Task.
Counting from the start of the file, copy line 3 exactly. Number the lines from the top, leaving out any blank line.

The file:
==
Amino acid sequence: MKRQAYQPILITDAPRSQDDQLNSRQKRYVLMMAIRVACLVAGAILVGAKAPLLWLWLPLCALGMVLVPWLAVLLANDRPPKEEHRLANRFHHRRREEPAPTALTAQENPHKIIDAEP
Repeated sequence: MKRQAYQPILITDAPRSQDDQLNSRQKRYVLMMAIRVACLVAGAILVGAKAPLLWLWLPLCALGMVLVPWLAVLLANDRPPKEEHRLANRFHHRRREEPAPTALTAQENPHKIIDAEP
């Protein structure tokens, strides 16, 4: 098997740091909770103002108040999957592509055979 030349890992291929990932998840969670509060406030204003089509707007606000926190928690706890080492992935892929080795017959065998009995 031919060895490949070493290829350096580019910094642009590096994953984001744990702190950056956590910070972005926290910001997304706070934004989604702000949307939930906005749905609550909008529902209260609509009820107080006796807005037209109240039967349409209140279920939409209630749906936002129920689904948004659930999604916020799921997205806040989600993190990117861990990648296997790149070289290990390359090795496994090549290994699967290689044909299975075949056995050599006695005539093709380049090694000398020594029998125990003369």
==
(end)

């Protein structure tokens, strides 16, 4: 098997740091909770103002108040999957592509055979 030349890992291929990932998840969670509060406030204003089509707007606000926190928690706890080492992935892929080795017959065998009995 031919060895490949070493290829350096580019910094642009590096994953984001744990702190950056956590910070972005926290910001997304706070934004989604702000949307939930906005749905609550909008529902209260609509009820107080006796807005037209109240039967349409209140279920939409209630749906936002129920689904948004659930999604916020799921997205806040989600993190990117861990990648296997790149070289290990390359090795496994090549290994699967290689044909299975075949056995050599006695005539093709380049090694000398020594029998125990003369």